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SQL Server Management Objects: Lessons from the Wild : Page 2

Harness the power of SQL Server Management Objects to create, document, and manage your SQL Server databases.

Retrieving Lists of Objects from SMO
In many cases, SMO provides two ways to fetch lists of items from SMO. For example, to build a list of Table objects contained in a database, you can either:

  1. Retrieve the group of objects via a property and receive a collection of objects.
  2. Call the EnumObjects method, which returns a DataTable containing the same information (though not the same functionality) in tabular format.
In general, calling the collection property yields more useful results, because you can query the individual objects further for more information. For example, if you retrieve a collection of Table objects, you can query each Table object in the collection for other properties, such as the column list, indexes, and triggers associated with the table.

In contrast, the EnumObjects method is often more convenient when you want to populate a grid or other data-aware object. The following code shows the process of retrieving a list of tables in a database using both methods:

   05 Imports Microsoft.SqlServer.Management
   10 Imports Microsoft.SqlServer.Management.Smo
   15 Imports Microsoft.SqlServer.Management.Common
   20 Dim objServer as Server
   25 Dim objDatabase As Database
   30 objServer = New Server()
   35 objDatabase = objServer.Databases("SMOSample")
      ' Use Tables property to get list of tables
   40 Debug.WriteLine("Tables in Database " & objDatabase.Name)
   45 For Each objTable As Table in objDatabase.Tables
   50    Debug.WriteLine("Table: " & strServer)
   55 Next
      ' Use EnumObjects method to get list of tables
   60 Debug.WriteLine("Tables in Database " & objDatabase.Name)
   65 For Each objRow As DataRow In _
         m_objDatabase.EnumObjects(DatabaseObjectTypes.Table, _
   70    Debug.WriteLine("Table " & CStr(objRow("Name")))
   75 Next
SMO Class Hierarchy
Most SMO objects will seem intuitive after you begin coding an SMO application. At the highest level are the connection methods. After establishing a connection, you'll find methods for managing service level attributes, such as retrieving a list of databases and logins, and for killing SQL processes. Each Server class contains a collection of Database classes, each of which contains collections of tables, stored procedures, views, etc. In most cases, the class hierarchy closely mimics the hierarchy models you're probably familiar with from SQL Server Management Studio and SQL Enterprise Manager.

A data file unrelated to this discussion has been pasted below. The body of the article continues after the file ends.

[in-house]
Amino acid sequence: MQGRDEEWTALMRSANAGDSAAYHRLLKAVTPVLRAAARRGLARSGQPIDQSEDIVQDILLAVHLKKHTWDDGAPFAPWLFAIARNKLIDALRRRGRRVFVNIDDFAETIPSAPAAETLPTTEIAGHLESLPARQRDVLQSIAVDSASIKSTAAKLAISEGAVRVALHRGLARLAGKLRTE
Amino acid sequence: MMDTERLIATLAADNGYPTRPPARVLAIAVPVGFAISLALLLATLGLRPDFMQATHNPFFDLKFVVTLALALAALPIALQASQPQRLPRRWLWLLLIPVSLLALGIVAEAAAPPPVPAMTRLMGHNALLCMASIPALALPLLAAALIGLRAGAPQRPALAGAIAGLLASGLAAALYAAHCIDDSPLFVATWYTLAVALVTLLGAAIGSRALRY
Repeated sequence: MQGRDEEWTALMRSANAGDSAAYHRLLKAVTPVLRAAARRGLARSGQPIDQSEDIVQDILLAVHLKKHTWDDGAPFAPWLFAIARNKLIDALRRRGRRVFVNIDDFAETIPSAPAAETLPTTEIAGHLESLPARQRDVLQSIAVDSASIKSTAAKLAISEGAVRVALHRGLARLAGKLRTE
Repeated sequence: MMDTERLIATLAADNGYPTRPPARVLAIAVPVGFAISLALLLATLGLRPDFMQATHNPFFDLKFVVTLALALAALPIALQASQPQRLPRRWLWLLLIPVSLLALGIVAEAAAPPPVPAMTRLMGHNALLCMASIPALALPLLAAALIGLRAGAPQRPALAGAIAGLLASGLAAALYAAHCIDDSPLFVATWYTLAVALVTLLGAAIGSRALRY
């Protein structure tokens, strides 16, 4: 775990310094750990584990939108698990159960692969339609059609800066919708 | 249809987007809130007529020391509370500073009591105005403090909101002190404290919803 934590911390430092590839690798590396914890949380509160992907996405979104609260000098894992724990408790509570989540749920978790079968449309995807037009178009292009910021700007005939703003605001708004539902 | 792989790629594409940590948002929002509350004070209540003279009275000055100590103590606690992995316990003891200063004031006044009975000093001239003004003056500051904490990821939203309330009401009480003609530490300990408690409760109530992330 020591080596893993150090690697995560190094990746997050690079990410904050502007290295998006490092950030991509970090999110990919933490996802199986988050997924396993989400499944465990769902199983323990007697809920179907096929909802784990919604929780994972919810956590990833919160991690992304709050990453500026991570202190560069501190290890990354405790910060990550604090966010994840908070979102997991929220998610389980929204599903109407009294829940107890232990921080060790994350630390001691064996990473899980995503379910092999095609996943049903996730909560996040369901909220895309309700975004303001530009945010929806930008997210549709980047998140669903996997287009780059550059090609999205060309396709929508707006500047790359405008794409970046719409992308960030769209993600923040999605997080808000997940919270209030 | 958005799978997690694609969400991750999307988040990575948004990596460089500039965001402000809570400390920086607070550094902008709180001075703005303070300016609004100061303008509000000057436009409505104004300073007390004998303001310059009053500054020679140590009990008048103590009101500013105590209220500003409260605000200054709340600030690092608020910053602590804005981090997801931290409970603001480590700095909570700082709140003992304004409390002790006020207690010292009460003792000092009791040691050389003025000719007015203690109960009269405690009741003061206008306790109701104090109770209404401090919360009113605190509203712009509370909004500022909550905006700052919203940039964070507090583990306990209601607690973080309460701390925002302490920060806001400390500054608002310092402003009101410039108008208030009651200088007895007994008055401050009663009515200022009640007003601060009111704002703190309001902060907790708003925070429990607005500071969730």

Sample Application
Figure 1. Connection Methods: The SQL Connection dialog supports all the connection methods supported by SMO.
The downloadable sample application demonstrates how to navigate the SMO hierarchy programmatically to produce a tree-like structure similar to that displayed in SQL Server Management Studio. When you launch the sample application, you'll see an empty form. Click the Connect button to open the SQL Connection dialog shown in Figure 1. The sample application supports all the connection methods described above.

When the SQL Connection form first opens, it uses SMO's shared EnumAvailableSqlServers method to find instances of SQL Server running on the network. Next, it uses the resulting list to populate the Server combo box control on the form, using code similar to that which you saw earlier in the article.

Select a SQL instance and click the Connect button to create a Server object, connect to the selected server, and retrieve the list of databases from that server to populate the Database combo box (shown in Figure 2). Here's the code:

   05 For Each objDB As Database In Me.SMOServer.Databases
   10   Me.comboDatabase.Items.Add(objDB.Name)
   15 Next
Figure 2. Listing Databases: After connecting to a server, the SQL Connection dialog populates the databases available on the selected server.
Figure 3. Database TreeView: After connecting to a server, the application retrieves some basic information about the selected database and displays that in a tree view.
Select a database from the list, and then click the OK button. The SQL Connection dialog closes and the main form populates its tree view with tables, columns, keys, constraints, indexes, views, and stored procedures from the selected database (see Figure 3).

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